If you and your customers don't live near a worldfamous inflatable water park, why not provide a mini-version right in their backyards with one of the water-related inflatables on the market? Water-related inflatables make for great summer fun, but rental company owners should approach the purchase and operation of one with great care. Inflatables that are specifically meant to be used in and around water are (or should be) constructed differently from traditional "dry" units, according to Bob Field, Senior Vice President of Gutting Edge Creations. "We weld the vinyl on all covers and the pool area, instead of stitching," says Field. "The welded vinyl retains water longer and does not degrade the thread." Field recommends that when shopping for a water-related inflatable potential buyers should look for welded liners and a long blower tube that keeps the blower far away from the activity area of the unit. Also, rental company owners should not use a dry slide as a water slide in a misguided attempt to get double duty out of their inventory. Field says that dry shdes should never be used in conjunction with water. It's not a question of the vinyl being affected— it withstands the moisture—but rather the thread. 'Detwiler "Water and stitching do not mix. The vinyl will hold up using water but the stitching will eventually start to dry rot causing seams to open and stretch." Setup and operation of water-related inflatables are also a different proposition. Houston Enterprises Owner Roy Soliz says the water-related inflatables are definitely "more work on our part" and therefore must carry a higher rental rate. "Imagine an alreadyheavy 800-lb. inflatable. Water weight increases the poundage dramatically. It becomes 1,500 pounds when wet," remarks Soliz. Added time drying and cleaning the unit takes away from time and effort you can expend elsewhere. And, drying isn't something that can be skipped intermittently or the aforementioned dry rot and mildew can get a foothold. Hard surfaces and potentially muddy surfaces are two big no-nos with water-related infiatables. Robin Chapman owner of Barefoot Bounce located in Central Texas recommends a grassy surface, not concrete. Water-related inflatables make up about 20 percent of Chapman's inventory and he finds that he keeps them rented for birthday parties, church events and other celebrations from March through mid-November. However, these units require special consideration on the part of the rental company operators,mainly with regard to logistics. Before booking an event you should consider whether the client can provide nearby access to a continuous water supply and whether the site itself is suitable for the displacement of many, many gallons of water either during or at the end of the session. What is the safest setup arrangement? Weighted containers should be used in place of stakes on smaller slides and devices using water. Water slides should and must be dried thoroughly inside and out after each use to prevent mildew from forming on the vinyl and rotting the areas that are stitched. Several different types of inflatable water devices are on the market including slides and "slip and slide" units and many claim age ranges from five to adult depending on the product labeling for sizes and weight use. However, Chapman thinks water inflatables work best for older kids. "Little ones often can't get up enough momentum to slip and slide," he claims. They also may not have the necessary coordination to maneuver on the unit in the safest possible manner. Soliz thinks all ages can use and enjoy water-related inflatables, but he believes it's more important than ever to keep the age groups separate. "You don't want older kids playing at the same time as the little ones." Safety is a concern with all inflatable devices but doubly so with water-related units where there is a potential for drowning, like those that have catch pools. According to Larry Cossio, owner of Cossio Insurance Agency, insurers look at water-related inflatables differently. Because the premiums can be hefty for smaller operators, Cossio suggests that rental company owners call their insurance agent prior to any purchase, but especially with water-related inflatables. "There's a minimum premium threshold," he says. "Larger companies probably will have an umbrella policy and greater premiums to spread the risk." Anyone with fewer than five or 10 units may pay more. Cossio is quick to point out that he isn't dissuading anyone from exploring this type of purchase, but cautions them to do so wisely, getting input from their agent before writing a check. "Every state is different and the demand is definitely there for the warmer states. Get on the phone, do the math, and see if the unit works for you."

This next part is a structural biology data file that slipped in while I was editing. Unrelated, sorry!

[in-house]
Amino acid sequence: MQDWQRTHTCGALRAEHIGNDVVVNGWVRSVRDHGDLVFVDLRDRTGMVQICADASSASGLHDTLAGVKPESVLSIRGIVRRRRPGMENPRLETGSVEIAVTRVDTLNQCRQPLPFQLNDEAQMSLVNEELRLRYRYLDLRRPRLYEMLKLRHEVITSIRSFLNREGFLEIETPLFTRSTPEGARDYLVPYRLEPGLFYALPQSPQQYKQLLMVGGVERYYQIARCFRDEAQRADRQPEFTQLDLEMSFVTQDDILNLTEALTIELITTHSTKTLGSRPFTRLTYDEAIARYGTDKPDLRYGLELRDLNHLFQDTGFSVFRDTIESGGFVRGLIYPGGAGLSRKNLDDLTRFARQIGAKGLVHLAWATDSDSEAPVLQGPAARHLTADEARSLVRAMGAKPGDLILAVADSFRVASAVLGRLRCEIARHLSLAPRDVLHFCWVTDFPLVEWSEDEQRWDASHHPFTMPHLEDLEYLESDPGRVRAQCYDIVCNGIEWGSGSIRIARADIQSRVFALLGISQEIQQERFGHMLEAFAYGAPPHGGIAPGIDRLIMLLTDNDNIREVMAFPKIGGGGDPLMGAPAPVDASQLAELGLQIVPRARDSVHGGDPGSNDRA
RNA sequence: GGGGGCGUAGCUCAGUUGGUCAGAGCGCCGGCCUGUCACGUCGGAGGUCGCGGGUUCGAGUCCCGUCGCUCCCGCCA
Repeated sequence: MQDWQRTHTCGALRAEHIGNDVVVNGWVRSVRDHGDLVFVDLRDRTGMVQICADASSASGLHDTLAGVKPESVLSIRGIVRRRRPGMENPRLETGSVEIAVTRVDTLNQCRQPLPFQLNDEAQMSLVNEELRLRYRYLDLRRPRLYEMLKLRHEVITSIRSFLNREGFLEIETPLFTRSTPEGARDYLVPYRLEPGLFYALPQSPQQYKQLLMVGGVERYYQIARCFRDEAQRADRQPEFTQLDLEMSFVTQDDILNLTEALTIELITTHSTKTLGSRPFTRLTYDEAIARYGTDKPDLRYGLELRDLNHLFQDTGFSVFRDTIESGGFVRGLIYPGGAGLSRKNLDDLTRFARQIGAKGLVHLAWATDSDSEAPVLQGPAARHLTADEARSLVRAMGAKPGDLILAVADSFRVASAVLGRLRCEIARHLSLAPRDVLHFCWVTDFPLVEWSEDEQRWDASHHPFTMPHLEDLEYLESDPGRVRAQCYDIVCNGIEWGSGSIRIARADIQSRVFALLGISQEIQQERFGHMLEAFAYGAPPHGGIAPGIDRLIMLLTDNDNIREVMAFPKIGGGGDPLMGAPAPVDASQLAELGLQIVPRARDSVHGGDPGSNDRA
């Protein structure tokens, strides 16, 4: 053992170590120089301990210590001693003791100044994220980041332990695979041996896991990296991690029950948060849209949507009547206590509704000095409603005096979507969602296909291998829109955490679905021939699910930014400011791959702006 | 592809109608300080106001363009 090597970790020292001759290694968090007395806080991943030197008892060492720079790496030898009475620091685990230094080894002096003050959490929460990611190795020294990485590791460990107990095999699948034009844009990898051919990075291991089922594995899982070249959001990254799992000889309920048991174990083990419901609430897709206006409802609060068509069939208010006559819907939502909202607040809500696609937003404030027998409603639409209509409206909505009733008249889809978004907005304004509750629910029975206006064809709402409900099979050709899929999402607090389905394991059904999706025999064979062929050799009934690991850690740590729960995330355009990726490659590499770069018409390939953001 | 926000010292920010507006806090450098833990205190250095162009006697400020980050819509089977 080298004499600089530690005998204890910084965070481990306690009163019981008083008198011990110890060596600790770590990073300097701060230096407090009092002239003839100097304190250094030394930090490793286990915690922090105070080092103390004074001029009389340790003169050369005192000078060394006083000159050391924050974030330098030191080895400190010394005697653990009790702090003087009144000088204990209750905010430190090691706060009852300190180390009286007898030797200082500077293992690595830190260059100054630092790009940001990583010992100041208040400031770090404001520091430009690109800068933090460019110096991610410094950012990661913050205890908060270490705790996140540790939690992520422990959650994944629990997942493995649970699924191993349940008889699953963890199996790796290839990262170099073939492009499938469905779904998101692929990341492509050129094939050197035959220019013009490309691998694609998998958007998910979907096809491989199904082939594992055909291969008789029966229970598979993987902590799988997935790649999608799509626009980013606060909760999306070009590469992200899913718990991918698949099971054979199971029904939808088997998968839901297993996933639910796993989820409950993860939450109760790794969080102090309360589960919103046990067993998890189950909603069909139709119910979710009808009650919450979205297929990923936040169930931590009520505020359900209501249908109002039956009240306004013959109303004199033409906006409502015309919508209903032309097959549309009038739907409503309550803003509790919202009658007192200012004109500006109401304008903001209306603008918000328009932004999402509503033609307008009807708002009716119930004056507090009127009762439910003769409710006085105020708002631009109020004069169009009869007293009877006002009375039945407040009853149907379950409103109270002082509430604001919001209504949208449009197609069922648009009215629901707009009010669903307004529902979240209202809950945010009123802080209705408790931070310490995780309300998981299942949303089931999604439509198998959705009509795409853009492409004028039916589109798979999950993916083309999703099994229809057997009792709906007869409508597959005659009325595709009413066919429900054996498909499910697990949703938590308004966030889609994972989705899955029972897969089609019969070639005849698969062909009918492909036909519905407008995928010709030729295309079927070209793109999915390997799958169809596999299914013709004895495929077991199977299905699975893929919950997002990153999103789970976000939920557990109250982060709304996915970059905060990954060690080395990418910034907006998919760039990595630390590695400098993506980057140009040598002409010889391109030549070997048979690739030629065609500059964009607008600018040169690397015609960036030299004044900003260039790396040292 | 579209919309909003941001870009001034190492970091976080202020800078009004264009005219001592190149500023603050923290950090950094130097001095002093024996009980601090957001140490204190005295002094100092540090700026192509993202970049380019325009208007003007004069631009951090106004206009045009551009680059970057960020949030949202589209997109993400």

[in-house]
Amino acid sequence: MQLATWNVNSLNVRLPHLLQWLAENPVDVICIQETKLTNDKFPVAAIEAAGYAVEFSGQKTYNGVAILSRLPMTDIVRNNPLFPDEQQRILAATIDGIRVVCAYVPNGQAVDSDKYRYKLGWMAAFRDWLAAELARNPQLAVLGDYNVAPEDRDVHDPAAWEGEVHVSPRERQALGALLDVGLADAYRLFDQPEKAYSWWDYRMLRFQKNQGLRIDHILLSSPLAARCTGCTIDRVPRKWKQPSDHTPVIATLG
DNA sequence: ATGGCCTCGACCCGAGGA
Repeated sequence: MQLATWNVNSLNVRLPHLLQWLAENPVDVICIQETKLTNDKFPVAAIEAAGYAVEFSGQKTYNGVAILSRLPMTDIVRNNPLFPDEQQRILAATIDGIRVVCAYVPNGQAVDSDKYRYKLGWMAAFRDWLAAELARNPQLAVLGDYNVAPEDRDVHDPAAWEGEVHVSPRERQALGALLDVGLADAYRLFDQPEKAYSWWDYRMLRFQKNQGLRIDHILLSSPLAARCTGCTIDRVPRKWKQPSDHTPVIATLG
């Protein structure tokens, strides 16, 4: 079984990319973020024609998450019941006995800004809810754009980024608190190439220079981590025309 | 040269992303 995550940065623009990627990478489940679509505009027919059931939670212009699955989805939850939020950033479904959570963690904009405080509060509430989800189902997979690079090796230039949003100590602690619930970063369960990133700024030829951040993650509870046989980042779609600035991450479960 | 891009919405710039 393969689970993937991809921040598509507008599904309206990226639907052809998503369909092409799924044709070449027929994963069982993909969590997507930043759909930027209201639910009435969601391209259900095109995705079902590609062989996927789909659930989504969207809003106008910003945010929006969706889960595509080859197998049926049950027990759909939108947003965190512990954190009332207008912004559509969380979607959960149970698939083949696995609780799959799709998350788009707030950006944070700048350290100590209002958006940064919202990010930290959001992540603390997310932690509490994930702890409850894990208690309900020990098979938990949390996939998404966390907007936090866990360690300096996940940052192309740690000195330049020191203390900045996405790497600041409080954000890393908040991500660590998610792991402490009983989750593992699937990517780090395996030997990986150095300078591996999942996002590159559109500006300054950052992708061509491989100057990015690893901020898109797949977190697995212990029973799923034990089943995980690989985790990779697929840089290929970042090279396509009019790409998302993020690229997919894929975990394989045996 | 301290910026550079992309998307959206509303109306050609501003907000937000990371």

Your Inflafable Watar Park
If you and your customers don't live near a worldfamous water park, why not provide a mini-version right in their backyards with one of the water-related inflatables on the market? Water-related inflatables make for great summer fun, but rental company owners should approach the purchase and operation of one with great care. Inflatables that are specifically meant to be used in and around water are (or should be) constructed differently from traditional "dry" units, according to Bob Field, Senior Vice President of Gutting Edge Creations.